Case Western Reserve University has received an award for its planning efforts related to the 2009 H1N1 influenza pandemic.
Representatives from the Business Emergency Planning Institute said that the university’s handling of the situation was extremely thorough. The end result was very few reported cases and more than 6,000 doses of H1N1 and regular flu vaccines administered to members of the campus community.
“Case Western Reserve recognized almost five years ago that it needed to prepare for a pandemic flu,” said Ann M. Gynn, executive director of the BEP Institute.
Jason Goodrick, Case Western Reserve’s associate director for emergency management, nominated the university. Members of the university’s flu and emerging infections committee were presented with a plaque and certificates from the BEP Institute last week.
“When the time came we all pulled together. This was such a group effort,” said Lynn Singer, committee co-chair and deputy provost and vice president for academic affairs.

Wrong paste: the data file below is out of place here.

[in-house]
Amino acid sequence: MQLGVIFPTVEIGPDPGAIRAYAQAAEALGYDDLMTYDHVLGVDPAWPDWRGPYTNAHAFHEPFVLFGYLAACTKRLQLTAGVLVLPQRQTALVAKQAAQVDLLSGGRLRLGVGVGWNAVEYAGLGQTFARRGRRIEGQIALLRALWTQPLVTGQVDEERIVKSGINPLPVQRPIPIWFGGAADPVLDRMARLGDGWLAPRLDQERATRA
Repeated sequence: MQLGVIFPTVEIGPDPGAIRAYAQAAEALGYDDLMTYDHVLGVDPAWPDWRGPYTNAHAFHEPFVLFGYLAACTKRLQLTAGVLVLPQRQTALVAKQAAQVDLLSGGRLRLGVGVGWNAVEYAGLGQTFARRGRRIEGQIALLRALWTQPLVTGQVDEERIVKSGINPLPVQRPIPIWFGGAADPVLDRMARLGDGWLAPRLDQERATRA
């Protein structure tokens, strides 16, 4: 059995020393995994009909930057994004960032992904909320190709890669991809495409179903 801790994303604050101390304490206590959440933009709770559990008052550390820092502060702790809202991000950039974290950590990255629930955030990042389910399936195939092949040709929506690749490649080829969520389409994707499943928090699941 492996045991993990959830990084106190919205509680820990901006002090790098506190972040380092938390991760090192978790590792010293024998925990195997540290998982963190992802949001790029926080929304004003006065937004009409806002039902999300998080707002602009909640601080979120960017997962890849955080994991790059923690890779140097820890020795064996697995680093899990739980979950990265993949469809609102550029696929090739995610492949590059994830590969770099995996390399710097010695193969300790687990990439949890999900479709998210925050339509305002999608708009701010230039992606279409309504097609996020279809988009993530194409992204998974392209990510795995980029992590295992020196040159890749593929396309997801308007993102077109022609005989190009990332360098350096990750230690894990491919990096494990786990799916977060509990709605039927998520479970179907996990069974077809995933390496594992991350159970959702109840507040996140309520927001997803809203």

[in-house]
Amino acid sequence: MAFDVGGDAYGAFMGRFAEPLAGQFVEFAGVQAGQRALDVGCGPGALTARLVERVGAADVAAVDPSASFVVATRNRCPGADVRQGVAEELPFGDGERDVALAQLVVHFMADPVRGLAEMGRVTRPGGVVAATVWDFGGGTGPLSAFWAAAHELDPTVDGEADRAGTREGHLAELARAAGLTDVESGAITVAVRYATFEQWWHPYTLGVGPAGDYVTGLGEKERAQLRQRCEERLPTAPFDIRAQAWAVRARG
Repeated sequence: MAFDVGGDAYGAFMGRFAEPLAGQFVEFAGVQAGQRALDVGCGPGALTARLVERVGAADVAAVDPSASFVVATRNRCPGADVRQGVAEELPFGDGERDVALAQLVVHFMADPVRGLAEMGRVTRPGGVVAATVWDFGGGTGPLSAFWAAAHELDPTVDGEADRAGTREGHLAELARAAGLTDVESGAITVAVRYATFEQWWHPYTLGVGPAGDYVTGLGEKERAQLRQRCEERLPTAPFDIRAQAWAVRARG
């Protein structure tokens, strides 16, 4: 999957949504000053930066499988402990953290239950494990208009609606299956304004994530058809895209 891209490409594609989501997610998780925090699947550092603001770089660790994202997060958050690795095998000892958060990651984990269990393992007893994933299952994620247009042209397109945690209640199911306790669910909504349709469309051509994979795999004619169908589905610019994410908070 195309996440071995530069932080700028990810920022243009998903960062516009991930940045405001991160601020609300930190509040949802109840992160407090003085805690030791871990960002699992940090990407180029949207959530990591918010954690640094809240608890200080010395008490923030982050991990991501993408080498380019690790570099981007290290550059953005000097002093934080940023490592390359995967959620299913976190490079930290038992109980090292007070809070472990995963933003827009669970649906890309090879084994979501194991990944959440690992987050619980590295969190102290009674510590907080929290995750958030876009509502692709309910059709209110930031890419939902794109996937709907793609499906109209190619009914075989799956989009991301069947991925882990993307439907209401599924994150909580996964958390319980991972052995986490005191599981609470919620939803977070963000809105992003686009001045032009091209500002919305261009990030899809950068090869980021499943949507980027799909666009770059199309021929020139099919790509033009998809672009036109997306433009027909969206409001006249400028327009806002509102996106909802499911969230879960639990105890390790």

“This was an exercise in preparedness. We were fortunate that at Case Western Reserve, H1N1 influenza was not life threatening. We were pleased to have participated in this comprehensive team planning which will have other potential benefits in the future,” said Eleanor Davidson, also a committee co-chair and director of University Health Service.
Gynn said the university’s efforts would be used as a case study for other places of business. “You are better prepared than so many organizations in northeast Ohio,” she explained.
In addition to Case Western Reserve, the following organizations were recognized for emergency preparedness related to several issues: Goodyear Tire and Rubber Company; Invacare Corporation; Nesco Resources; and the Cuyahoga County Board of Health.
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